A common diabetes drug might be able to reduce tumors faster and prolong remission in mice longer than chemotherapy alone by targeting cancer stem cells, according to Harvard researchers.
These findings suggest that metformin drug (Glucophage, Bristol-Myers Squibb) might be able to improve breast cancer outcomes in humans. In this study, the drug seemed to work independently of its ability to improve insulin sensitivity and lower blood glucose and insulin levels, all of which are also associated with better breast cancer outcomes.
The results fit within the idea that small subsets of cancer cells have a special power to initiate tumors, fuel tumor growth, and promote the recurrence of cancer. Cancer stem cells appear to resist conventional chemotherapies, which kill the bulk of the tumor. The cancer stem cell hypothesis is that cancer cannot be cured unless the stems cells are also eliminated.
In experiments, generic metformin plus the cancer drug doxorubicin (Adriamycin) killed human cancer stem cells and non-stem cancer cells in culture. Four genetically distinct breast cancer cell lines were used.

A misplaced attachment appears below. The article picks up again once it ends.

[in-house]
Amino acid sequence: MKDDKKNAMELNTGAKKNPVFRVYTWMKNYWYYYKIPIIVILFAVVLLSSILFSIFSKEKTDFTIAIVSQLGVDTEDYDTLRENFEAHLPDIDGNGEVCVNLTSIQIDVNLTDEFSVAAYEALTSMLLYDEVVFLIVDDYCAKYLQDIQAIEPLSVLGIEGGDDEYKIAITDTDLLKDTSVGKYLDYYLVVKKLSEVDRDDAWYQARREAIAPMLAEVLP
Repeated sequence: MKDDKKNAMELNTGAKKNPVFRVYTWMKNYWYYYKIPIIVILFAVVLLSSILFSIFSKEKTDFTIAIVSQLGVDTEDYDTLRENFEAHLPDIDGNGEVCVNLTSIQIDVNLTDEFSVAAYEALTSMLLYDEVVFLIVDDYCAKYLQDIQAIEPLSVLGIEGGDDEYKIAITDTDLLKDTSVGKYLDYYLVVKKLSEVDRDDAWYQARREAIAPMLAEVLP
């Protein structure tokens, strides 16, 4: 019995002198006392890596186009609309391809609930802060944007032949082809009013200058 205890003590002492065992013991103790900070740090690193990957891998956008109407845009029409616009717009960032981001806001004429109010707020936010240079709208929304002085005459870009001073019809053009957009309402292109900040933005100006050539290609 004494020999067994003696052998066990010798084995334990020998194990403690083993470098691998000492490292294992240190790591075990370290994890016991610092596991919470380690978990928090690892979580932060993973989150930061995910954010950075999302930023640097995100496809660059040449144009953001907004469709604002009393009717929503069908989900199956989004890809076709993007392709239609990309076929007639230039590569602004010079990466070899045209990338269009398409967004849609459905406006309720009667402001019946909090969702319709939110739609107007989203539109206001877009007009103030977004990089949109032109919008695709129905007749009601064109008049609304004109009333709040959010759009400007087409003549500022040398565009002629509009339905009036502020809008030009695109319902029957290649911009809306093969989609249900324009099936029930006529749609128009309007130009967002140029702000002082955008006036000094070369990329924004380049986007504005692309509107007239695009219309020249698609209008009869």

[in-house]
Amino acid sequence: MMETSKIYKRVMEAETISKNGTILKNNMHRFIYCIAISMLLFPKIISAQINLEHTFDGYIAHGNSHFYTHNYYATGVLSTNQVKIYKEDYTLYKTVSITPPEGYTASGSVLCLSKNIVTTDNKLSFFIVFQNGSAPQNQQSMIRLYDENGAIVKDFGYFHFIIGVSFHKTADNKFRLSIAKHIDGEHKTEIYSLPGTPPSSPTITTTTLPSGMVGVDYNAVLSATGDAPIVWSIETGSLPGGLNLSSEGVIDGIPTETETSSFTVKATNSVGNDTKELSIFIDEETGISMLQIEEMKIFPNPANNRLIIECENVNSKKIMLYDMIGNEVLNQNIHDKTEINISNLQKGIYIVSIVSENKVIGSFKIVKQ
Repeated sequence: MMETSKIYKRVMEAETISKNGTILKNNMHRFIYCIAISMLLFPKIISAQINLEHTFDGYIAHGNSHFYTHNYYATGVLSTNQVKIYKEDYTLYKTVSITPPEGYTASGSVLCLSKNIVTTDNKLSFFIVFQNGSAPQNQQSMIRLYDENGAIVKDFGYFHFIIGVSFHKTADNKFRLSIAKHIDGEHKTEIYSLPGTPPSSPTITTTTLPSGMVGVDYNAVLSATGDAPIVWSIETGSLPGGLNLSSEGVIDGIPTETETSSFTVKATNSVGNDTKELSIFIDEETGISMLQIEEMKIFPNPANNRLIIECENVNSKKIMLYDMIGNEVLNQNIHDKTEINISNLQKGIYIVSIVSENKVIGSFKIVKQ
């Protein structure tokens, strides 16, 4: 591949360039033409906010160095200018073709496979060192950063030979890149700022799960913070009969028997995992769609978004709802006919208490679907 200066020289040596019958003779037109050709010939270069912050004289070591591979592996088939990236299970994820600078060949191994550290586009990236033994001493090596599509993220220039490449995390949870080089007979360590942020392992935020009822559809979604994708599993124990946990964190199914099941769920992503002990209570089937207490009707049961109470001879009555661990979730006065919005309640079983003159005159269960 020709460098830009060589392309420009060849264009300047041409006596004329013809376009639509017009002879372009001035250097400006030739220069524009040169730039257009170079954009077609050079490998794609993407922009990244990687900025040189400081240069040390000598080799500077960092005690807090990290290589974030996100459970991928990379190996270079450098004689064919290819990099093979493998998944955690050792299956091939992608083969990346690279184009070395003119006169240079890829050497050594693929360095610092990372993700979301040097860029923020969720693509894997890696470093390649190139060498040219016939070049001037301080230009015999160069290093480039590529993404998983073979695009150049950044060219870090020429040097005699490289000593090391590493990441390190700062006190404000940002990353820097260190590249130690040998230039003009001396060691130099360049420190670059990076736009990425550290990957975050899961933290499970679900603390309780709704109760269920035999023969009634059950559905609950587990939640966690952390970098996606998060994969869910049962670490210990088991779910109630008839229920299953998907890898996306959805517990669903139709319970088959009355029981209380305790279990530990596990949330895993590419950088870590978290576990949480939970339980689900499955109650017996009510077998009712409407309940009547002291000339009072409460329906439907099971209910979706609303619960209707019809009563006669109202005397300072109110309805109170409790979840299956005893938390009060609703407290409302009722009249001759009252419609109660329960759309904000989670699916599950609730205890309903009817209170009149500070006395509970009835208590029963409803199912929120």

In mice, pretreatment with metformin prevented the otherwise dramatic ability of human breast cancer stem cells to form tumors. In other mice, in which tumors took hold for 10 days, the combination therapy also reduced tumor mass more quickly and prevented relapse for a longer time compared with doxorubicin alone. In the two months between the end of treatment and the end of the experiment, tumors regrew in the mice treated with chemotherapy alone but not in those who received both drugs. Metformin was ineffective in treating tumors when used alone.
A large-scale phase 2 trial is planned to study generic metformin’s impact on recurrence in women treated for early-stage breast cancer. So far, observational studies have suggested a lower risk of cancers, including breast cancer, and better responses to chemotherapy in patients with diabetes who received metformin.
The researchers were encouraged by the low dose of metformin needed for the effect in the laboratory, compared with the amount needed in basic diabetes research.
Sources: Cancer Res, September 14, 2009; The Wall Street Journal, September